Tuesday, March 11, 2014
By Randy Billings email@example.com
PORTLAND – Delayed nearly four years, the effort to choose a final design for a redesigned Franklin Street is under way.
IBI Group of Boston and Gorrill Palmer Consulting of Gray have been hired to lead a public advisory group in an effort to free up more land for development while making the road more welcoming to cyclists and pedestrians.
"It's a transportation project, but it should have economic benefits," said Markos Miller, who chairs the 19-member advisory group that's working with the consultants.
Franklin Street was made into an arterial in the late 1960s to move large volumes of traffic, wiping out neighborhoods and severing Newbury and Federal streets from the downtown.
But now, more residents are opting to walk or ride bikes, significantly reducing traffic along Franklin Street over the last decade.
The Maine Department of Transportation last counted traffic on Franklin Street in 2011. That year, an average of nearly 14,000 vehicles a day traveled from Somerset Street to Marginal Way, down from nearly 28,000 in 2001.
The same reductions can be seen along the one-mile stretch of road, with daily traffic between Congress Street and Cumberland Avenue dropping from 18,100 in 2002 to 8,000 in 2011.
Although traffic has decreased, the danger to pedestrians still exists.
This week, a 55-year-old Portland man was seriously injured when he was hit by vehicle in the Franklin-Congress Street intersection.
Jeremiah Bartlett, the city's transportation systems engineer, said the wide median causes problems at busy intersections.
"As a result of that (median), you have some convoluted and awkward intersections at Congress and Cumberland," he said.
The first phase of the Franklin Street redesign ended in 2009. Miller said the delay in starting the second phase was caused by uncertainty over who would lead the project. The city originally secured a $100,000 grant for the planning project, but transferred it to the state, which originally was overseeing the project.
The effort languished when Gov. Paul LePage pulled the plug on several transportation planning projects when he took office, Miller said.
The city persuaded the administration to release the funds, and additional funds, so the study could proceed, Miller said.
Bartlett said the $500,000 project will now include construction-grade plans to improve the section of Franklin Street from Somerset Street to Marginal Way.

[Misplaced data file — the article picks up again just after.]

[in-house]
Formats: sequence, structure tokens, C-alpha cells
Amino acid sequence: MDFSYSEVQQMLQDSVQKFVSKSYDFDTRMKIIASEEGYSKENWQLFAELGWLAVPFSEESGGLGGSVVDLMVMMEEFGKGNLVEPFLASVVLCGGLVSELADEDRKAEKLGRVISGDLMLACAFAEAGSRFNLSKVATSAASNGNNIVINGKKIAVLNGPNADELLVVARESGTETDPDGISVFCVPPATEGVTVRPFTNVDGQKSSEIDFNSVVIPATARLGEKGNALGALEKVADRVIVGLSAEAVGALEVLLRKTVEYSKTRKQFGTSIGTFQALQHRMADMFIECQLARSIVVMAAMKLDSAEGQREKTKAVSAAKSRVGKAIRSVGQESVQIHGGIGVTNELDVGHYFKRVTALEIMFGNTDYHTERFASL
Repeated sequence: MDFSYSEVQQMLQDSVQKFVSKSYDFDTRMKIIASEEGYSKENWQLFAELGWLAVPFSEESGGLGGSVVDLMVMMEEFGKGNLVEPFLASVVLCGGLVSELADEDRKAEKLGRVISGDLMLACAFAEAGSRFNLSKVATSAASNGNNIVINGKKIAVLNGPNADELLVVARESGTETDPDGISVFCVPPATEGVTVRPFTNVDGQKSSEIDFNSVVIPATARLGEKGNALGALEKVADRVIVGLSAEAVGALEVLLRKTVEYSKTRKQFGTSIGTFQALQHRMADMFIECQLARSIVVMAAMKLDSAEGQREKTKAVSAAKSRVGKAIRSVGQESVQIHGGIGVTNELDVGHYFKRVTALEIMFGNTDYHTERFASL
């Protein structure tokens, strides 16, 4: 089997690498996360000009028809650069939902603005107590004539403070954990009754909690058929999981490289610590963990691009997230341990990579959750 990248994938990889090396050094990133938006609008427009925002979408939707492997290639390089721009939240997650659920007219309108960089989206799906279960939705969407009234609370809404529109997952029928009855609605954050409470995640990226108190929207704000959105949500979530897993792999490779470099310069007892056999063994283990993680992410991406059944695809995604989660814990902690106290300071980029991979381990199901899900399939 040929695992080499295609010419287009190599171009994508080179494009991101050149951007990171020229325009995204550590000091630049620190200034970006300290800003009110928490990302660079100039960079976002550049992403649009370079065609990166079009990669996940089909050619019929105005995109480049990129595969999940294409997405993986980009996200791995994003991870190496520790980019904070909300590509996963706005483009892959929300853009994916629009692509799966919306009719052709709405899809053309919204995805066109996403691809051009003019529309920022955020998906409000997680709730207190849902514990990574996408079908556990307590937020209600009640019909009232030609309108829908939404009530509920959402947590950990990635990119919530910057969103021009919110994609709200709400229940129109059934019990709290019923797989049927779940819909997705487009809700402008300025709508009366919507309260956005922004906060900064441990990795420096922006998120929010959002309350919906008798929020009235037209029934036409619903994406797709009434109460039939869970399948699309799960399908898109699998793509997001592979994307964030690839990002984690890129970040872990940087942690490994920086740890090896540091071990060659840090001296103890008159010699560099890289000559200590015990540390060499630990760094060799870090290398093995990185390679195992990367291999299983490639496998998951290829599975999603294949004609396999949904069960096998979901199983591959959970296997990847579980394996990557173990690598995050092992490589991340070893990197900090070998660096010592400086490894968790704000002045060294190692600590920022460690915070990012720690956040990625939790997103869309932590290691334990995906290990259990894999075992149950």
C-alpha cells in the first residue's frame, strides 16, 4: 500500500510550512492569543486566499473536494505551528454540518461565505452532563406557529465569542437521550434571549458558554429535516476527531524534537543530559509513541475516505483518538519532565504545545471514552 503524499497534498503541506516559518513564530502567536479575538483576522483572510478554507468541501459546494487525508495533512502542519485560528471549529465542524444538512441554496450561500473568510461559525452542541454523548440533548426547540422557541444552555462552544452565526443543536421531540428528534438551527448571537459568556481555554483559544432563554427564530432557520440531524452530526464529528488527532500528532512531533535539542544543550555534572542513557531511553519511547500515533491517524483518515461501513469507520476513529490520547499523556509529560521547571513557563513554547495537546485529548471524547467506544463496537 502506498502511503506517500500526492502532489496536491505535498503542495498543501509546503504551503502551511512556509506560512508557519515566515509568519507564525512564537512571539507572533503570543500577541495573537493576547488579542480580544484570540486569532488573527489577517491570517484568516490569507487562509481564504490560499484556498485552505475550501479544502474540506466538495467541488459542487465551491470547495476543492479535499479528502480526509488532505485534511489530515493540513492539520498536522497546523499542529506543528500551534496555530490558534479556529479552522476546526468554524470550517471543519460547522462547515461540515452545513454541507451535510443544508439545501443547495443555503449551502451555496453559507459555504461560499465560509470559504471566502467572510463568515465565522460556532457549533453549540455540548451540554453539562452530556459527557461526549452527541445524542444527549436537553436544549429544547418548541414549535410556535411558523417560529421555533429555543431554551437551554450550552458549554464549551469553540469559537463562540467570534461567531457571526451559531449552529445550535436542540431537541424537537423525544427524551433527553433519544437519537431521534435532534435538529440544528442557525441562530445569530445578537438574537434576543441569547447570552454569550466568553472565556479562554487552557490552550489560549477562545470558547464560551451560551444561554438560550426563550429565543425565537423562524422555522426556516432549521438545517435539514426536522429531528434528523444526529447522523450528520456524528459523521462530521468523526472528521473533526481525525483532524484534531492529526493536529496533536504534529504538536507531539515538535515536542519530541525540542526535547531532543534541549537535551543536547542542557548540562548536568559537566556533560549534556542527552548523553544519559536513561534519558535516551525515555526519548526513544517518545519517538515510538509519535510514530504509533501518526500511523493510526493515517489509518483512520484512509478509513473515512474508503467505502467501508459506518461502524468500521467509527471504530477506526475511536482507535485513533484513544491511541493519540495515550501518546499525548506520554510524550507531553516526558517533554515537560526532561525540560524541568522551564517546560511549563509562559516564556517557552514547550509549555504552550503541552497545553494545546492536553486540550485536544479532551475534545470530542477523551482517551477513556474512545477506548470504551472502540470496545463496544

A new vision for Franklin Street will not be finished until late next summer or early fall 2014, Bartlett said.
The focus will be on further examining three options laid out in 2009: building an urban street, an urban parkway or a multiway boulevard.
An urban street would be the most restrictive for vehicle access, with a speed limit of 25 mph. Two traffic lanes would run in each direction from Marginal Way to Congress Street, but only one lane would run in each direction down to Commercial Street.
A bike lane would be established on Franklin Street, and a bike boulevard could run along Boyd Street to provide a parallel route.
The plan envisions three- to four-story developments with parallel parking in front. Roundabouts would be possible at the Commercial Street and Marginal Way intersections.
The potential for roundabouts exists with the urban parkway concept, which would put more emphasis on green space, parks, recreation and bicycle transportation over redevelopment opportunities.
It would fully restore Lincoln Park, which was about 2.5 acres before a quarter of it was taken to build the Franklin Street arterial.
And the street median could be preserved for a fixed transit service, such as a trolley. Bike lanes and a parallel bike path would run the length of Franklin Street, where the speed limit would be 30 mph.
The multiway boulevard would provide the greatest redevelopment opportunity, allowing buildings five stories or taller, while preserving the street capacity for vehicles.
Through lanes for traffic would be in the middle of the roadway. A smaller, more neighborhood-oriented street would flank each of the throughways and be separated by trees. Cyclists would share the neighborhood road with vehicles.
Miller said the boulevard concept would have the largest roadway but it would allow for much taller buildings than the other options.
The three options will be the starting point for the process, Miller said, and the strongest elements of each plan could be incorporated into the final plan.
Bartlett said five meetings will be held with the consultants. The next meeting will likely be scheduled for late June.
A public hearing will be held on the refined alternatives and another public hearing will be held on the final plan, he said.
Randy Billings can be contacted at 791-6346 or at: